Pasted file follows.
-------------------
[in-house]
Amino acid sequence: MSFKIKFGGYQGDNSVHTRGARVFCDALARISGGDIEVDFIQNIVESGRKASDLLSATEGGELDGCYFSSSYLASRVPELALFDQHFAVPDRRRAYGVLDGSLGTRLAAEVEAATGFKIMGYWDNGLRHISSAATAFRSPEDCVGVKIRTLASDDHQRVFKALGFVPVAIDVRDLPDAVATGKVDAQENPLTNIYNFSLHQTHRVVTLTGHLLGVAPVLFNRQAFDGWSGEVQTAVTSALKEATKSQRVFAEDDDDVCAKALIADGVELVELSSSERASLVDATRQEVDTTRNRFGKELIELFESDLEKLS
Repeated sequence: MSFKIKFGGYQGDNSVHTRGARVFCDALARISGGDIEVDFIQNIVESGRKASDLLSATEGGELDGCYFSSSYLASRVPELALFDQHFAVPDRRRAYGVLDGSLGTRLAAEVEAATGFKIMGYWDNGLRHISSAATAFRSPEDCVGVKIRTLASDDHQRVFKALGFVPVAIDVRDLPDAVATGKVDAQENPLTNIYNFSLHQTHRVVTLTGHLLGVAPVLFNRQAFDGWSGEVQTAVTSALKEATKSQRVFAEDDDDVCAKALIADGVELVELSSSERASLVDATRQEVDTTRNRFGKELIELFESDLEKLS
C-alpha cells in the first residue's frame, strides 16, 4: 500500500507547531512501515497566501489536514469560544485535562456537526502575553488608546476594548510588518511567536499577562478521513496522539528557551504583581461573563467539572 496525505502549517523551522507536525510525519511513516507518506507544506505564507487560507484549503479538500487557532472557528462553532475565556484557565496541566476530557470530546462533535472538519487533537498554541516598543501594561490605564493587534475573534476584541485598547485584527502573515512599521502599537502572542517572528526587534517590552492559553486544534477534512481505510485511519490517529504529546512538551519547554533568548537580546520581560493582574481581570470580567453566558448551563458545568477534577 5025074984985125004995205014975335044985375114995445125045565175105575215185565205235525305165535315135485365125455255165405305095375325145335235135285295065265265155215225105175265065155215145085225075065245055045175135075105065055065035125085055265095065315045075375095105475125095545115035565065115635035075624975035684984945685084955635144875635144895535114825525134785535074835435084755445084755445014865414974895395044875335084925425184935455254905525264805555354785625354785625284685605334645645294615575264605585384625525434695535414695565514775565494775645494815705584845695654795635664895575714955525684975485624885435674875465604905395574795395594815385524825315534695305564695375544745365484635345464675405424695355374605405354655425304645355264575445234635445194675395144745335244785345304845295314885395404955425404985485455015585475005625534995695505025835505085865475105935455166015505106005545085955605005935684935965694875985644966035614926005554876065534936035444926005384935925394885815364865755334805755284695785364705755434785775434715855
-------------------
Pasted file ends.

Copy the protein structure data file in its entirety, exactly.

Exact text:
[in-house]
Amino acid sequence: MSFKIKFGGYQGDNSVHTRGARVFCDALARISGGDIEVDFIQNIVESGRKASDLLSATEGGELDGCYFSSSYLASRVPELALFDQHFAVPDRRRAYGVLDGSLGTRLAAEVEAATGFKIMGYWDNGLRHISSAATAFRSPEDCVGVKIRTLASDDHQRVFKALGFVPVAIDVRDLPDAVATGKVDAQENPLTNIYNFSLHQTHRVVTLTGHLLGVAPVLFNRQAFDGWSGEVQTAVTSALKEATKSQRVFAEDDDDVCAKALIADGVELVELSSSERASLVDATRQEVDTTRNRFGKELIELFESDLEKLS
Repeated sequence: MSFKIKFGGYQGDNSVHTRGARVFCDALARISGGDIEVDFIQNIVESGRKASDLLSATEGGELDGCYFSSSYLASRVPELALFDQHFAVPDRRRAYGVLDGSLGTRLAAEVEAATGFKIMGYWDNGLRHISSAATAFRSPEDCVGVKIRTLASDDHQRVFKALGFVPVAIDVRDLPDAVATGKVDAQENPLTNIYNFSLHQTHRVVTLTGHLLGVAPVLFNRQAFDGWSGEVQTAVTSALKEATKSQRVFAEDDDDVCAKALIADGVELVELSSSERASLVDATRQEVDTTRNRFGKELIELFESDLEKLS
C-alpha cells in the first residue's frame, strides 16, 4: 500500500507547531512501515497566501489536514469560544485535562456537526502575553488608546476594548510588518511567536499577562478521513496522539528557551504583581461573563467539572 496525505502549517523551522507536525510525519511513516507518506507544506505564507487560507484549503479538500487557532472557528462553532475565556484557565496541566476530557470530546462533535472538519487533537498554541516598543501594561490605564493587534475573534476584541485598547485584527502573515512599521502599537502572542517572528526587534517590552492559553486544534477534512481505510485511519490517529504529546512538551519547554533568548537580546520581560493582574481581570470580567453566558448551563458545568477534577 5025074984985125004995205014975335044985375114995445125045565175105575215185565205235525305165535315135485365125455255165405305095375325145335235135285295065265265155215225105175265065155215145085225075065245055045175135075105065055065035125085055265095065315045075375095105475125095545115035565065115635035075624975035684984945685084955635144875635144895535114825525134785535074835435084755445084755445014865414974895395044875335084925425184935455254905525264805555354785625354785625284685605334645645294615575264605585384625525434695535414695565514775565494775645494815705584845695654795635664895575714955525684975485624885435674875465604905395574795395594815385524825315534695305564695375544745365484635345464675405424695355374605405354655425304645355264575445234635445194675395144745335244785345304845295314885395404955425404985485455015585475005625534995695505025835505085865475105935455166015505106005545085955605005935684935965694875985644966035614926005554876065534936035444926005384935925394885815364865755334805755284695785364705755434785775434715855